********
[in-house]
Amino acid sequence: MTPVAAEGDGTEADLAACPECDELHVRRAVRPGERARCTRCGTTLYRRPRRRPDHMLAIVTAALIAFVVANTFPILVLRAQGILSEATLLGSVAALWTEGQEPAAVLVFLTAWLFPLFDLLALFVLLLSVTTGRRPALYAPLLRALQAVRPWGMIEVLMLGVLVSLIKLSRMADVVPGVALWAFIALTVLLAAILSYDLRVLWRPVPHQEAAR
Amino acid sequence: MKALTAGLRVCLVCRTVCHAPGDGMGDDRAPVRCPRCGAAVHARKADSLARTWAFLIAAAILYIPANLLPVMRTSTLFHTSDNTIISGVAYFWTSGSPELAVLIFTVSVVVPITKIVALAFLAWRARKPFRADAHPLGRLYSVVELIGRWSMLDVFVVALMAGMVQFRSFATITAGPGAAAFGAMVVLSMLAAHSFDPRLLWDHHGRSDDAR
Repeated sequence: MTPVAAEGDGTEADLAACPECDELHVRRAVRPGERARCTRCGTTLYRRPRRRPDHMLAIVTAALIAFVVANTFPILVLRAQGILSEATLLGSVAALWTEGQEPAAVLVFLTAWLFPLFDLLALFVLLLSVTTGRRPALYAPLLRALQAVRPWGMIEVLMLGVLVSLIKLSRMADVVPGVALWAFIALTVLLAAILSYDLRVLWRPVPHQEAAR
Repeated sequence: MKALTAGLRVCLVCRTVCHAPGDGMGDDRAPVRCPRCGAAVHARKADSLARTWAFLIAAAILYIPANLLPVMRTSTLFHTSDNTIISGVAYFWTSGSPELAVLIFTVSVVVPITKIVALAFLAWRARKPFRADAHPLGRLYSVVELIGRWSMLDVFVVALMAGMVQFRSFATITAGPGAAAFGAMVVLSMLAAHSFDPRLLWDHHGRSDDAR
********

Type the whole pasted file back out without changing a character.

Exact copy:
[in-house]
Amino acid sequence: MTPVAAEGDGTEADLAACPECDELHVRRAVRPGERARCTRCGTTLYRRPRRRPDHMLAIVTAALIAFVVANTFPILVLRAQGILSEATLLGSVAALWTEGQEPAAVLVFLTAWLFPLFDLLALFVLLLSVTTGRRPALYAPLLRALQAVRPWGMIEVLMLGVLVSLIKLSRMADVVPGVALWAFIALTVLLAAILSYDLRVLWRPVPHQEAAR
Amino acid sequence: MKALTAGLRVCLVCRTVCHAPGDGMGDDRAPVRCPRCGAAVHARKADSLARTWAFLIAAAILYIPANLLPVMRTSTLFHTSDNTIISGVAYFWTSGSPELAVLIFTVSVVVPITKIVALAFLAWRARKPFRADAHPLGRLYSVVELIGRWSMLDVFVVALMAGMVQFRSFATITAGPGAAAFGAMVVLSMLAAHSFDPRLLWDHHGRSDDAR
Repeated sequence: MTPVAAEGDGTEADLAACPECDELHVRRAVRPGERARCTRCGTTLYRRPRRRPDHMLAIVTAALIAFVVANTFPILVLRAQGILSEATLLGSVAALWTEGQEPAAVLVFLTAWLFPLFDLLALFVLLLSVTTGRRPALYAPLLRALQAVRPWGMIEVLMLGVLVSLIKLSRMADVVPGVALWAFIALTVLLAAILSYDLRVLWRPVPHQEAAR
Repeated sequence: MKALTAGLRVCLVCRTVCHAPGDGMGDDRAPVRCPRCGAAVHARKADSLARTWAFLIAAAILYIPANLLPVMRTSTLFHTSDNTIISGVAYFWTSGSPELAVLIFTVSVVVPITKIVALAFLAWRARKPFRADAHPLGRLYSVVELIGRWSMLDVFVVALMAGMVQFRSFATITAGPGAAAFGAMVVLSMLAAHSFDPRLLWDHHGRSDDAR